4th April 1997 at 01:00
Forget four-letter words. These days it is four-syllable words which offend the sensitivities of Labour spin-doctors. Socialism - the S-word - is one. And revolution is another, as doughty Socialist Graham Lane discovered last week.

Mr Lane had been invited to address the National Union of Teachers' annual bash in his capacity as chair of the new Local Government Association, an event notable in itself. "I haven't addressed the NUT conference since I was expelled for not going on unofficial strike." Eh? "I wasn't even there at the time to go on unofficial strike," he continues with gusto.

But we digress. Mr Lane decided that since he was intending to speak about the literacy and numeracy campaigns espoused by education spokesman David Blunkett, he should first run his ideas past those in Millbank, the party's HQ. "I wanted to talk a bit about the literacy revolution David Blunkett has launched. I wanted to quote Gramsci, the Italian communist and philosopher, who wrote that if you want revolution, you have to teach the peasants to read and write, " explains Mr Lane cheerfully.

The man on the other end of the phone was not quite so cheerful. "He said the word revolution might be misunderstood. No sense of humour."

Still, censorship did not prevent Mr Lane from enjoying his five minutes of triumph.

"I came to the view that not everybody in the audience would appreciate who Gramsci was. Apparently I electrified them."

The long silence surrounding the appointment of the first chairman of the Government's new education superquango is being punctuated by increasingly odd rumours.

Regular readers will recall that the Qualifications and National Curriculum Authority (which has now lost the National bit from its title in order to create a less risible acronym) has been awaiting a chairman for months.

The hot money has been on the wily Bill Stubbs - the former Further Education Funding Council supremo - but the lack of an announcement is confusing all and sundry.

But now, an explanation: although both Labour and the Conservatives would be happy with his chairmanship, the crucial letter officially offering the post got mislaid in the bottom of one of Education Secretary Gillian Shephard's red boxes (mandarins apparently not alerting her that time was of the essence) and did not surface for signing until the election had been announced and it was too late.

Sounds like a good cock-up theory, but the Department for Education and Employment denies it, saying only that an announcement will be made in due course. Watch this space on May 2.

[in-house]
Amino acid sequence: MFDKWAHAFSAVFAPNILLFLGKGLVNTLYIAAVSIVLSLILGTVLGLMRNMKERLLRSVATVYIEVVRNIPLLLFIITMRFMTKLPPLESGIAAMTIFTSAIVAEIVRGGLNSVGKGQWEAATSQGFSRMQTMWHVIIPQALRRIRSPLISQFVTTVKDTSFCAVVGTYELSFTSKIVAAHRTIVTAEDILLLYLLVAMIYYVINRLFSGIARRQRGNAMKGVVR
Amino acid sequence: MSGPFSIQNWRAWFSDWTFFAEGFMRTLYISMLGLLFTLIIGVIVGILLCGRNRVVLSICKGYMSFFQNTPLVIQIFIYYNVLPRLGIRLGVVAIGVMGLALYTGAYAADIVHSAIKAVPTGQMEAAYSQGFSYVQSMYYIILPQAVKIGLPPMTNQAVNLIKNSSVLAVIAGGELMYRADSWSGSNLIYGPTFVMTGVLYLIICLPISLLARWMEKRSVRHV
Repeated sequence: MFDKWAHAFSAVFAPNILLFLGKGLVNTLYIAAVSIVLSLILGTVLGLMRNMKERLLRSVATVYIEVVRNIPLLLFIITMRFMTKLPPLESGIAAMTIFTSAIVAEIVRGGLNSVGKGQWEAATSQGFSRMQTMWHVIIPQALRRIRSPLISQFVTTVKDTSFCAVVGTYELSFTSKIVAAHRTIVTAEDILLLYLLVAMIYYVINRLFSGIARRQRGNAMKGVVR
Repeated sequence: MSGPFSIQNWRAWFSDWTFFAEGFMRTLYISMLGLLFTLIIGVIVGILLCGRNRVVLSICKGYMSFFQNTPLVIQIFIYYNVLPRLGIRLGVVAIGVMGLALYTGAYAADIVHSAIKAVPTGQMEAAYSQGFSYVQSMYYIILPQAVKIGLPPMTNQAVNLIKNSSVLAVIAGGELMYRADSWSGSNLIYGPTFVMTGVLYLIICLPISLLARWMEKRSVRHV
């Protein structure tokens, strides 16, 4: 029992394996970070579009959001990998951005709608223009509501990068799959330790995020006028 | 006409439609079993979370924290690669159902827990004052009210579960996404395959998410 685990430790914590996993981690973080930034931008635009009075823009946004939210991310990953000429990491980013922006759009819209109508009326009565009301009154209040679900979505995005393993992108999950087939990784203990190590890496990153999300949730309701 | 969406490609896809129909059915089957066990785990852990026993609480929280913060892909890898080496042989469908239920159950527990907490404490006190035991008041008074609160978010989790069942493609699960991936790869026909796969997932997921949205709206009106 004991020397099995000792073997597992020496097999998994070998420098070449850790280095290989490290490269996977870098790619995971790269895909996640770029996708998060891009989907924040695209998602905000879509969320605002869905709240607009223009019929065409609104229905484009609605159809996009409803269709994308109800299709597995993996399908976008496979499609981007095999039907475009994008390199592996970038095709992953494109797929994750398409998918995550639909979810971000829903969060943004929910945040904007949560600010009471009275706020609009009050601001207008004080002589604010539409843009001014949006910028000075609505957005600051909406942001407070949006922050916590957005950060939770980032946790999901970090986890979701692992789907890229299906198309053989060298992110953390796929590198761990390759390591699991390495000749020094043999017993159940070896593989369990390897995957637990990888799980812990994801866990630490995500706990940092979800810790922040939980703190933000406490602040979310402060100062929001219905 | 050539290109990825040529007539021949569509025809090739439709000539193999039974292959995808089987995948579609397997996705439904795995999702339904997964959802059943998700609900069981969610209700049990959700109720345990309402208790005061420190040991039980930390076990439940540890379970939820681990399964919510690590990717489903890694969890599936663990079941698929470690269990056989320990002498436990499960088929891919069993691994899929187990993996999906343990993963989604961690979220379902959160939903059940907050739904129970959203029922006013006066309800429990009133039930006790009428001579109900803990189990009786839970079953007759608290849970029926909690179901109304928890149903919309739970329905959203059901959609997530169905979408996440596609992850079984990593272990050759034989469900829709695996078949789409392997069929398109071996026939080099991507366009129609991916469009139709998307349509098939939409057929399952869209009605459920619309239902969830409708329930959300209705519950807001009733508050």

If the Labour slogan "Education, education and education" sounds passionate and heartfelt, at least part of the explanation may lie in its genesis.

According to spokesman David Blunkett, it came from an opinion poll conducted by North Yorkshire Training and Enterprise Council. He explains: "We asked the public via a reputable polling agencyabout their favourite occupation. In North Yorkshire 43 per cent said sex was their most enjoyable occupation. The remaining 47 per cent said education." Carborundum has heard a great many stereotypes concerning Yorkshire men and women, but accusing them of being more interested in education than sex?

And on the subject of Mr Blunkett ... there is apparently much enthusiasm among the apparatchiks of Sanctuary Buildings for the idea of volunteering to take his guide dog, Lucy, for those necessary little outings from the office should her master become the next Secretary of State for Education. Nothing to do with political partisanship, or even being a nation of dog lovers. No. Their altruism seems almost entirely motivated by their social status as pariahs - sorry, smokers - who are not allowed to indulge their noxious habits within the building. With luck, Lucy is sufficiently inured to smoke-filled rooms to take a diet of open-air passive smoking in her stride.

In the past, education minister Cheryl Gillan - famous for installing a tankful of fish in her office - kept a small dog under her desk which fulfilled the same role of exercising the Department's unreconstructed nicotine addicts, but the beast has not been spotted within the building for some time. "Perhaps it got eaten by the fish," suggests an insider, nastily.

After the dullest NUT conference for years, news of just one odd incident is surfacing. Various members of the great and the good, invited to the union's pre-conference dinner, are still digesting the peculiar moment when supremo Doug McAvoy was introduced by his underling Steve "Squeaky Clean" Sinnott as the deputy general secretary. This is Sinnott's title.

"No one in the room knew if he'd done it deliberately or if it was a Freudian slip but Doug was definitely not amused and Steve didn't apologise that I heard. There was just this embarrassed laughter," says Carborundum's mole. We suspect it's the way Mr S tells 'em.

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